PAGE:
Poet and visual artist Robert Grenier was born in Minneapolis. He earned his BA from Harvard University, where he was once a student of Robert Lowell, and his MFA from the Iowa Writers’ Workshop. With Barrett Watten, Grenier cofounded This magazine, one of the first journals explicitly linked with Language poets. Early in his career, he was influenced by the minimalism of Robert Creeley, and in many of his works from the 1970s, Grenier plays with or deconstructs conventional reading practices. His famous piece Sentences (1978), for example, is made up of 500 cards, each containing a few typewritten words or phrases. The “unbound cards,” contained in a folding box, “imply all possible stacks and sequences as well as maximum rhetorical liberty for readers,” noted James D. Sullivan in a piece on Grenier for Jacket2. “There is no one way to read it, no authorial rhetoric beyond the humble arrangement of letters on each particular card.” In other works, Grenier similarly plays with conventions of reading and attention: Series: Poems 1967–1971 (1978) includes sections of unnumbered pages, and A Day at the Beach (1984) is completely unpaginated. “Abstract numeration stretched across the whole book irrespective of content provides the poem’s place, a place within the numerical sequence of the book,” remarked Sullivan. “In the numberless format of A Day at the Beach, however, a poem’s location has less to do with a place in the overall series (one cannot easily say that a poem is on page 42, but only that it’s—after some paging around to find it—“here”) than with its place on a particular six-poem page spread. Its place is not defined by some transcendent order beyond the page, but by what is right at hand.”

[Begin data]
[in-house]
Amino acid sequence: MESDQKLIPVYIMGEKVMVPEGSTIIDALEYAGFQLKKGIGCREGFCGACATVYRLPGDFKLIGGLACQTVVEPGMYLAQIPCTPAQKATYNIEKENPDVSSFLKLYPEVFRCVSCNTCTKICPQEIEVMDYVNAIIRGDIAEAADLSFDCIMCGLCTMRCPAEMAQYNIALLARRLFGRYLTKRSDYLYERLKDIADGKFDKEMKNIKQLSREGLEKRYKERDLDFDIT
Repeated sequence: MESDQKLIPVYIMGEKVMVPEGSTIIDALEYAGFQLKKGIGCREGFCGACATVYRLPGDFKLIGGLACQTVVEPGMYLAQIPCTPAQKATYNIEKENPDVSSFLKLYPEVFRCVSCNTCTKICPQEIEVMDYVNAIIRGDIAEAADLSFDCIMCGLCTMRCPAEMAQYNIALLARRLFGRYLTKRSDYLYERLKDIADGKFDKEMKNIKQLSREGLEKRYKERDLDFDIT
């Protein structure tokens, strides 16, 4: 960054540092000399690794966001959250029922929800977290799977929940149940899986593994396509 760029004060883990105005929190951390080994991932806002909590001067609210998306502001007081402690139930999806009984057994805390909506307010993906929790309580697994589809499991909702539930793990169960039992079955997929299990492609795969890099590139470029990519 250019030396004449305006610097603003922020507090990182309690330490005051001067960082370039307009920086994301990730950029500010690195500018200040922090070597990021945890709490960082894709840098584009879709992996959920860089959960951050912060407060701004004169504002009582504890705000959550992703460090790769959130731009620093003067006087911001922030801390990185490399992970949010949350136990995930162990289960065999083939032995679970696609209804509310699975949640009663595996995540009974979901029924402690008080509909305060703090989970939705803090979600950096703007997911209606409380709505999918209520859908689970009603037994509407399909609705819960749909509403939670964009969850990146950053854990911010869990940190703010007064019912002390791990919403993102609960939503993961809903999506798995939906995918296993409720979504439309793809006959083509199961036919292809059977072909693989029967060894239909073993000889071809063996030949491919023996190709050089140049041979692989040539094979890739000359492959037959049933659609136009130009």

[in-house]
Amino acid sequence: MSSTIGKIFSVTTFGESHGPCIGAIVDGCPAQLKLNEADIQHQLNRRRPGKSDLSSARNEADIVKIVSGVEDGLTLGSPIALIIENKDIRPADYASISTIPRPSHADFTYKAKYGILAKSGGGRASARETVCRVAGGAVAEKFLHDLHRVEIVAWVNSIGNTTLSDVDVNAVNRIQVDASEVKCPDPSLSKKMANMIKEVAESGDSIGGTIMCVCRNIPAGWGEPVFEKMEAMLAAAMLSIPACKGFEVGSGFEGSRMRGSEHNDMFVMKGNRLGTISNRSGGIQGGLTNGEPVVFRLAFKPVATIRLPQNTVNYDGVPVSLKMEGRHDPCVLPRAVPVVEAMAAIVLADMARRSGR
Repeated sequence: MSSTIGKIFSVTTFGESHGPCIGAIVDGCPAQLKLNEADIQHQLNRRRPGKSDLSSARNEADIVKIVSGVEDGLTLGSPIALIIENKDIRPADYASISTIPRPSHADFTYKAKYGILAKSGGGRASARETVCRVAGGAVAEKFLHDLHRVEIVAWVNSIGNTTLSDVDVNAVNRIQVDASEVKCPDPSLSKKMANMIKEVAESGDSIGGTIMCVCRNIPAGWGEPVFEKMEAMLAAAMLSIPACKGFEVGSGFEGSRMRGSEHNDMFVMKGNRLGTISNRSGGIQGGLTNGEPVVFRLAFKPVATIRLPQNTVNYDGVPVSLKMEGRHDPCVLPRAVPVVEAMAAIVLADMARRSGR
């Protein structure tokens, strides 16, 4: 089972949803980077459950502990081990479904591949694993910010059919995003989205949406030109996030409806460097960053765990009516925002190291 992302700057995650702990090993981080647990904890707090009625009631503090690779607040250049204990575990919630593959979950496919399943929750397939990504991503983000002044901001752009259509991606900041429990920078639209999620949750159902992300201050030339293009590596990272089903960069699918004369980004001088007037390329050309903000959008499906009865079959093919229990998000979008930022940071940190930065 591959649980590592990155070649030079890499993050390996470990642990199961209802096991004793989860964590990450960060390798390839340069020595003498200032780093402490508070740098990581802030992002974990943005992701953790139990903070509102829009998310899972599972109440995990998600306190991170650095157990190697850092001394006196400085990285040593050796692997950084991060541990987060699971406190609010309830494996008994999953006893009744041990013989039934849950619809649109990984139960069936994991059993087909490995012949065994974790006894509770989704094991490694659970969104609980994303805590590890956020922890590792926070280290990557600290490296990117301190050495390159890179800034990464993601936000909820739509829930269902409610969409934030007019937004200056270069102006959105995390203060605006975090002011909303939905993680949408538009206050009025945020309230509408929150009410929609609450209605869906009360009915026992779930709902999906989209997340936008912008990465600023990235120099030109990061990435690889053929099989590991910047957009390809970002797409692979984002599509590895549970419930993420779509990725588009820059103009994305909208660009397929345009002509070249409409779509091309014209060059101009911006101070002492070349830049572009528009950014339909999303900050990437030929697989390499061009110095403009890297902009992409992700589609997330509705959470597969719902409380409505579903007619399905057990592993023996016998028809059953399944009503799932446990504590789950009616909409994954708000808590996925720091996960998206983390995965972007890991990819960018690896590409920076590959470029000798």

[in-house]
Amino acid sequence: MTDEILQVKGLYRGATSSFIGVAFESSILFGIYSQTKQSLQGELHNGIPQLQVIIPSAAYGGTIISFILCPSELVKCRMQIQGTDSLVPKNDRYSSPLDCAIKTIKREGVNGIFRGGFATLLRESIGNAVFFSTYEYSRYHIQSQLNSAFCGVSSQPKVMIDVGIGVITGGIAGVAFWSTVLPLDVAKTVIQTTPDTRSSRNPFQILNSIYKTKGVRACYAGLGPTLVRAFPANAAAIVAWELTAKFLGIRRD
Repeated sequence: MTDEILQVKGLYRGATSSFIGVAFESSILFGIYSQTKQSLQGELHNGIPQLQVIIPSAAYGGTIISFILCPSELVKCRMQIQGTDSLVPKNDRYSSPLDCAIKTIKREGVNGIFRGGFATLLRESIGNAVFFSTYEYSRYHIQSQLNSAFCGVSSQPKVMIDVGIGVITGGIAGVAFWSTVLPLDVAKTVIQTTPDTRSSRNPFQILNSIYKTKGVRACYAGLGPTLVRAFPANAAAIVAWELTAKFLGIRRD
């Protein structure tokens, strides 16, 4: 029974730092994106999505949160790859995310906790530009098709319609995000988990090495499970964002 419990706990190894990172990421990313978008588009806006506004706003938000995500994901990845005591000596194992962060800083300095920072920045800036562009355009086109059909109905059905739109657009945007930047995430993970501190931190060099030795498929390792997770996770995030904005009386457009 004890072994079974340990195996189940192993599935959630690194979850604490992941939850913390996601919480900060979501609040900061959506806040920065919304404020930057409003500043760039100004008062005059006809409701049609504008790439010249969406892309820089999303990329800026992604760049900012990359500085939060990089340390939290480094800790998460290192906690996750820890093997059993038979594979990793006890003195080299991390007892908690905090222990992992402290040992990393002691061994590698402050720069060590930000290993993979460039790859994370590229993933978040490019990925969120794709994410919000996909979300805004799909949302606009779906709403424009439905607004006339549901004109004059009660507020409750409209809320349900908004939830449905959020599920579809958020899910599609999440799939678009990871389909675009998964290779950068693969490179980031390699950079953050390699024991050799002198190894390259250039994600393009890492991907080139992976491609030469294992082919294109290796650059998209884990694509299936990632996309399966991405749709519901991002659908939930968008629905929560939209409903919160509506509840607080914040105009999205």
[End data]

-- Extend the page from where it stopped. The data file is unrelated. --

Grenier’s other works include the “field work” or “poster / map” (in the words of Tuumba Press publisher Lyn Hejinian) CAMBRIDGE M’ASS (1979), Oakland (1980), Phantom Anthems (1986), OWL/ON/BOUGH (1997), “illuminated poems” such as POND I and GREETING, and PennScans (2009). Grenier is also known for exploring the boundary between writing and drawing. Many of his poems are handwritten, suggesting inscription as both utterance and art. A retrospective exhibition of Grenier’s work, Language Objects: Letters in Space, 1970–2013, was mounted at Southfirst Gallery in Brooklyn in 2013.
Grenier coedited The Collected Poems of Larry Eigner (2009) and edited Robert Creeley’s Selected Poems (1976). He is the recipient of two fellowships from the National Endowment for the Arts and a grant from the Foundation for Contemporary Arts. He currently lives in Vermont.